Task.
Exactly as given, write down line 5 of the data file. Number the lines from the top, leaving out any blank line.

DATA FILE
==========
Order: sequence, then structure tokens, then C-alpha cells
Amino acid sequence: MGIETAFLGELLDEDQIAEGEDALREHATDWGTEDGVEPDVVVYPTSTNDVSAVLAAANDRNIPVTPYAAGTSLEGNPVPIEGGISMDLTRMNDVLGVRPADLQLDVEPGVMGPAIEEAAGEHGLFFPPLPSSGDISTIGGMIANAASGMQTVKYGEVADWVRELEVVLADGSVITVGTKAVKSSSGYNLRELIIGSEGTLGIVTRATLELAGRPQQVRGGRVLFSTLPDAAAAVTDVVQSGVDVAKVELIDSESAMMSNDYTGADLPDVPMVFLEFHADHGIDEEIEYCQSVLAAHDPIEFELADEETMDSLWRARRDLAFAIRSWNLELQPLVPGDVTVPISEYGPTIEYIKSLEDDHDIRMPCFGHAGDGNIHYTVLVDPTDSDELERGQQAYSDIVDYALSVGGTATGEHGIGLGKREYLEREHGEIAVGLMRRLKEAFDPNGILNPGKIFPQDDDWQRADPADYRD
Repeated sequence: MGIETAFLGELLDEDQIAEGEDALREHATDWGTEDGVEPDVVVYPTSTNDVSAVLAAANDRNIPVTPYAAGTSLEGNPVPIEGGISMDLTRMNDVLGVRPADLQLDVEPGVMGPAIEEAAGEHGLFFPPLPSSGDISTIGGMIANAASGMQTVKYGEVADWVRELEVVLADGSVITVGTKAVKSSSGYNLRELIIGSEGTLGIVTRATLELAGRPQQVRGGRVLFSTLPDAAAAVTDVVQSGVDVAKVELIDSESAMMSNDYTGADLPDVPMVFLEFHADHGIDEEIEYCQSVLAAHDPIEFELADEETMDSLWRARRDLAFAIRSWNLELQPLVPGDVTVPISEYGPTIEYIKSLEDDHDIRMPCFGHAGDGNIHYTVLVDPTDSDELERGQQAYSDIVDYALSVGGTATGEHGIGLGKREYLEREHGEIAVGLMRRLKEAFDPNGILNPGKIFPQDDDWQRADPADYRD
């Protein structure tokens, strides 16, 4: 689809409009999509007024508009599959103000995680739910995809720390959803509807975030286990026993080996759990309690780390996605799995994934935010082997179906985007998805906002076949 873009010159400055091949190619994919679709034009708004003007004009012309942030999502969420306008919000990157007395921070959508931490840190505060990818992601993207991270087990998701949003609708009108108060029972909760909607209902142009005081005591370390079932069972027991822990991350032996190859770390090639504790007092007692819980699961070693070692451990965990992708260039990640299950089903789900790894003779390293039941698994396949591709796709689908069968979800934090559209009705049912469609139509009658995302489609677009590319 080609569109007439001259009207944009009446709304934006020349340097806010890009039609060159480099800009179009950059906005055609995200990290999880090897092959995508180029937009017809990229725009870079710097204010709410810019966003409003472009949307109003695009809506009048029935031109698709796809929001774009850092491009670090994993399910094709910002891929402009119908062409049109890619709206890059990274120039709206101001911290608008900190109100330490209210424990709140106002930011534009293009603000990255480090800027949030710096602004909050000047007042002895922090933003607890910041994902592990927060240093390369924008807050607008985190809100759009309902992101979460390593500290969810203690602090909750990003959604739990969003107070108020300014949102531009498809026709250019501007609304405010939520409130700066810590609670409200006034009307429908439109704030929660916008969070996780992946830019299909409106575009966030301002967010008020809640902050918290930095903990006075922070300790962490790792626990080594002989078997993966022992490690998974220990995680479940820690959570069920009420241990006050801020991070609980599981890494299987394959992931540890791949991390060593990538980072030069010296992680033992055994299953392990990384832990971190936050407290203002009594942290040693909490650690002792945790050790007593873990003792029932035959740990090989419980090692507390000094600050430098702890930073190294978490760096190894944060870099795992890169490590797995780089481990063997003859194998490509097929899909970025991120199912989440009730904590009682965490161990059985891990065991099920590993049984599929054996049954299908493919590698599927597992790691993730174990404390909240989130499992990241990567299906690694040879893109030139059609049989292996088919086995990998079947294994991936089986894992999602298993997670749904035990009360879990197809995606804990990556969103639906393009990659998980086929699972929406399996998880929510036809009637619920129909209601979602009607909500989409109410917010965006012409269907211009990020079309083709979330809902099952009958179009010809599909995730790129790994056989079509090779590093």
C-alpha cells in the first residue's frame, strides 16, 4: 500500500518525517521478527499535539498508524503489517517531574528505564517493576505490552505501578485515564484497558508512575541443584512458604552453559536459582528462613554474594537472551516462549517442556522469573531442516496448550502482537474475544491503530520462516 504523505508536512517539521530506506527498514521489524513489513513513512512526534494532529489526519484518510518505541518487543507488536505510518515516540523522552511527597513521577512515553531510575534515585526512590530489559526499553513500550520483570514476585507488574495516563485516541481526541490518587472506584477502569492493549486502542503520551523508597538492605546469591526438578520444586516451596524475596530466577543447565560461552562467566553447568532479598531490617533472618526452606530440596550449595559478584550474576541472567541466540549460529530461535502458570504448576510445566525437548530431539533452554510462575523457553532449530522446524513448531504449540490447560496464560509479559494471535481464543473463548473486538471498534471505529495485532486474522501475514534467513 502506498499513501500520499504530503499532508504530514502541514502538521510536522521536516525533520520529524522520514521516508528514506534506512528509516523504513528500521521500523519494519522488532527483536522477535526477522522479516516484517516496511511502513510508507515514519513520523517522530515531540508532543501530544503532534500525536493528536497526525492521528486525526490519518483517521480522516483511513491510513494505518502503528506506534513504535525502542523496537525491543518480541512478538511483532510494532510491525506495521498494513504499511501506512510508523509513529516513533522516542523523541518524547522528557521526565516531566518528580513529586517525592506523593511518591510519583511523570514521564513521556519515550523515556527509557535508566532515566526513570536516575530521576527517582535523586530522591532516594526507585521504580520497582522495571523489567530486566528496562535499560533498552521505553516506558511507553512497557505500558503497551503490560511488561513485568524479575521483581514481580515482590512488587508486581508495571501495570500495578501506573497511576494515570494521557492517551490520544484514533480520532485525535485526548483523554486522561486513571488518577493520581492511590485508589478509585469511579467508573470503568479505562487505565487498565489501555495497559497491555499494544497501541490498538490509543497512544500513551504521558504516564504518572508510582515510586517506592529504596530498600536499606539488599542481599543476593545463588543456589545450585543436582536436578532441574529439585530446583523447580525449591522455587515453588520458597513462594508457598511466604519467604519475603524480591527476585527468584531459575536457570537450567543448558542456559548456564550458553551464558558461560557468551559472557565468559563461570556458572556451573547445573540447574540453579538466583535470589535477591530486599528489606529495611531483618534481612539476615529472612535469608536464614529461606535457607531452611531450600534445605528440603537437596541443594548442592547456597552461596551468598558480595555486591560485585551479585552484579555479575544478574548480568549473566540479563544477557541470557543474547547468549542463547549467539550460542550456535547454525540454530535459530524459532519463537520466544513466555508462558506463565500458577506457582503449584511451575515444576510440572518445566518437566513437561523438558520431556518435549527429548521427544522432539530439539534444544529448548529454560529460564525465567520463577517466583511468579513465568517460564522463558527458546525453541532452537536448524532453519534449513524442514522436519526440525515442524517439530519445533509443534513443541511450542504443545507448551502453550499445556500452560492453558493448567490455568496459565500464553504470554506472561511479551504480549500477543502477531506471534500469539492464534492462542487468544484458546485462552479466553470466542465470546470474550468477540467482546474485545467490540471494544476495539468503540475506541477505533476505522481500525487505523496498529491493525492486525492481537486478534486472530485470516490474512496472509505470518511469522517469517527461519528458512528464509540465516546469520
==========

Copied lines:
C-alpha cells in the first residue's frame, strides 16, 4: 500500500518525517521478527499535539498508524503489517517531574528505564517493576505490552505501578485515564484497558508512575541443584512458604552453559536459582528462613554474594537472551516462549517442556522469573531442516496448550502482537474475544491503530520462516 504523505508536512517539521530506506527498514521489524513489513513513512512526534494532529489526519484518510518505541518487543507488536505510518515516540523522552511527597513521577512515553531510575534515585526512590530489559526499553513500550520483570514476585507488574495516563485516541481526541490518587472506584477502569492493549486502542503520551523508597538492605546469591526438578520444586516451596524475596530466577543447565560461552562467566553447568532479598531490617533472618526452606530440596550449595559478584550474576541472567541466540549460529530461535502458570504448576510445566525437548530431539533452554510462575523457553532449530522446524513448531504449540490447560496464560509479559494471535481464543473463548473486538471498534471505529495485532486474522501475514534467513 502506498499513501500520499504530503499532508504530514502541514502538521510536522521536516525533520520529524522520514521516508528514506534506512528509516523504513528500521521500523519494519522488532527483536522477535526477522522479516516484517516496511511502513510508507515514519513520523517522530515531540508532543501530544503532534500525536493528536497526525492521528486525526490519518483517521480522516483511513491510513494505518502503528506506534513504535525502542523496537525491543518480541512478538511483532510494532510491525506495521498494513504499511501506512510508523509513529516513533522516542523523541518524547522528557521526565516531566518528580513529586517525592506523593511518591510519583511523570514521564513521556519515550523515556527509557535508566532515566526513570536516575530521576527517582535523586530522591532516594526507585521504580520497582522495571523489567530486566528496562535499560533498552521505553516506558511507553512497557505500558503497551503490560511488561513485568524479575521483581514481580515482590512488587508486581508495571501495570500495578501506573497511576494515570494521557492517551490520544484514533480520532485525535485526548483523554486522561486513571488518577493520581492511590485508589478509585469511579467508573470503568479505562487505565487498565489501555495497559497491555499494544497501541490498538490509543497512544500513551504521558504516564504518572508510582515510586517506592529504596530498600536499606539488599542481599543476593545463588543456589545450585543436582536436578532441574529439585530446583523447580525449591522455587515453588520458597513462594508457598511466604519467604519475603524480591527476585527468584531459575536457570537450567543448558542456559548456564550458553551464558558461560557468551559472557565468559563461570556458572556451573547445573540447574540453579538466583535470589535477591530486599528489606529495611531483618534481612539476615529472612535469608536464614529461606535457607531452611531450600534445605528440603537437596541443594548442592547456597552461596551468598558480595555486591560485585551479585552484579555479575544478574548480568549473566540479563544477557541470557543474547547468549542463547549467539550460542550456535547454525540454530535459530524459532519463537520466544513466555508462558506463565500458577506457582503449584511451575515444576510440572518445566518437566513437561523438558520431556518435549527429548521427544522432539530439539534444544529448548529454560529460564525465567520463577517466583511468579513465568517460564522463558527458546525453541532452537536448524532453519534449513524442514522436519526440525515442524517439530519445533509443534513443541511450542504443545507448551502453550499445556500452560492453558493448567490455568496459565500464553504470554506472561511479551504480549500477543502477531506471534500469539492464534492462542487468544484458546485462552479466553470466542465470546470474550468477540467482546474485545467490540471494544476495539468503540475506541477505533476505522481500525487505523496498529491493525492486525492481537486478534486472530485470516490474512496472509505470518511469522517469517527461519528458512528464509540465516546469520